Surface Navy Boss: Culture Refocusing on ‘Mastery Vice Sufficiency’
By RICHARD R. BURGESS, Managing Editor
ARLINGTON, Va. — The admiral in charge of the U.S. Navy’s surface fleet said the fleet has demonstrated steps toward increased lethality in recent years and that its culture is changing in wake of two fatal mishaps to one of mastery of seamanship and warfighting.
Speaking to reporters Jan. 9 at the Surface Navy Association Symposium, Vice Adm. Thomas Rowden said that the Navy is making its ships “harder to find” and “harder to kill.”
Rowden listed technological advancements that are — or soon will be — increasing the lethality of the fleet, including Maritime Strike Tomahawk, the multi-mode Standard Missile-6, the installation on the Harpoon cruise missile on the littoral combat ship USS Coronado, the linking together of the F-35B joint strike fighter with the Aegis Combat System and the ability to attack land targets from an amphibious warfare ship.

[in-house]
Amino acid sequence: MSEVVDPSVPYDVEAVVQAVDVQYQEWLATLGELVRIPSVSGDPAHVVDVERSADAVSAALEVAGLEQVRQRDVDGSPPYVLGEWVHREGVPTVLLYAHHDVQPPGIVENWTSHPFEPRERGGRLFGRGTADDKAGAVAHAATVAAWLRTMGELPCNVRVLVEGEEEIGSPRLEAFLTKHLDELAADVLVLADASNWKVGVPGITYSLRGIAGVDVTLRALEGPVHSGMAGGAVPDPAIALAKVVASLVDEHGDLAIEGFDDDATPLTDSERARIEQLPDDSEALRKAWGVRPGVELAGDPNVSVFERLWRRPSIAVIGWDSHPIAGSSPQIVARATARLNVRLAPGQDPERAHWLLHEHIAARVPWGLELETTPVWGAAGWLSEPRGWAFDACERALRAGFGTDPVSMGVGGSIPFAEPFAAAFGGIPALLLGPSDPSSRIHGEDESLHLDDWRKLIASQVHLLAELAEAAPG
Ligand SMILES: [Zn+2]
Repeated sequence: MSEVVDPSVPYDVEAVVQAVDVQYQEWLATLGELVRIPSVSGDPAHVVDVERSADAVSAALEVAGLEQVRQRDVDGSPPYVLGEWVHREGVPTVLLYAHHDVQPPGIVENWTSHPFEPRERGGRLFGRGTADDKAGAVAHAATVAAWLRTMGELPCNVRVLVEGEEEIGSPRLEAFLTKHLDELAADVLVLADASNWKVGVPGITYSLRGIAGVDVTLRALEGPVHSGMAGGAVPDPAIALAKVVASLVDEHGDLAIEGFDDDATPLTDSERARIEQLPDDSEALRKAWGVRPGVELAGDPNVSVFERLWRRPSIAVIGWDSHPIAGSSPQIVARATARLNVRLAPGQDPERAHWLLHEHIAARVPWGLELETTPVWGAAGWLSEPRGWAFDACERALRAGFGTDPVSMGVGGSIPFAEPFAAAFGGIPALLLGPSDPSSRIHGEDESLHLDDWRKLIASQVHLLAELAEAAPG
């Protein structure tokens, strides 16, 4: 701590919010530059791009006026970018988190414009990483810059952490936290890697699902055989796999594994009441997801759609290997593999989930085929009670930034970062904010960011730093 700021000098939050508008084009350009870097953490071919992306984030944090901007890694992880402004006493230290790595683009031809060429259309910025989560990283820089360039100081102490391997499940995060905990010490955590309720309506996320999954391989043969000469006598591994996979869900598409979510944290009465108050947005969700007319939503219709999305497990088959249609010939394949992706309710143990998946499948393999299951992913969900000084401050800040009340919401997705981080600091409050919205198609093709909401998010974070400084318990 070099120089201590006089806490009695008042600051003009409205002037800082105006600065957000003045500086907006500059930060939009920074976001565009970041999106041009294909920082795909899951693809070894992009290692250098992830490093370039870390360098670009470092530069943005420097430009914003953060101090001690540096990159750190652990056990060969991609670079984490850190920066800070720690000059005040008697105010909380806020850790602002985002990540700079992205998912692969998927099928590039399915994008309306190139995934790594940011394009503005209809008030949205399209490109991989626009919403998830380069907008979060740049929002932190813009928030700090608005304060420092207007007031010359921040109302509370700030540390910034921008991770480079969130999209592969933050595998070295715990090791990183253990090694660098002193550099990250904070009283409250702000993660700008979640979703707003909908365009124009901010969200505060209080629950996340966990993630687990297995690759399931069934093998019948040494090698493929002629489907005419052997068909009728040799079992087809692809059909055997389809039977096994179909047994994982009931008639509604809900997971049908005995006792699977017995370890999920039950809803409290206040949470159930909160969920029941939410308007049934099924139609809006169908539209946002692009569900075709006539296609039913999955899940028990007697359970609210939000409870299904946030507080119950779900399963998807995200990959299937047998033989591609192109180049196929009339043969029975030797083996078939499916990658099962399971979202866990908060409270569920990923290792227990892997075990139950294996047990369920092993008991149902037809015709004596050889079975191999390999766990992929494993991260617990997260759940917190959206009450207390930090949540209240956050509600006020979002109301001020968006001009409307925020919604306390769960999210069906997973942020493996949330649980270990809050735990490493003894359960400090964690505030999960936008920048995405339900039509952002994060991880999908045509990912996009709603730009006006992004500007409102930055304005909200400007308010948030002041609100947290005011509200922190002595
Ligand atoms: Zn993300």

He also noted the change being made in the surface force culture, that being a focus on “mastery vice sufficiency.”
In that topic, he praised he Weapons Tactics Instructors — “the Warfighting Jedi” — emerging from the Surface and Mine Warfighting Development Center and populating the fleet as progress which cannot be overstated.
Rowden said the establishment of the Naval Surface Group Western Pacific will help sustain the readiness of the ships forward-deployed to Japan, which have suffered decreased readiness certification. Two destroyers, USS Fitzgerald and USS John S. McCain, suffered collisions with merchant ships last year with a combined loss of 17 Sailors.
The new group will be the “eyes and ears” of the Naval Surface Force on the waterfront in Japan and be an advocate for the ships and their commanding officers. The group will maintain a continuing relationship with the ships in order to help them sustain their certifications, and administer ready-for-sea certifications with both in-port and underway phases.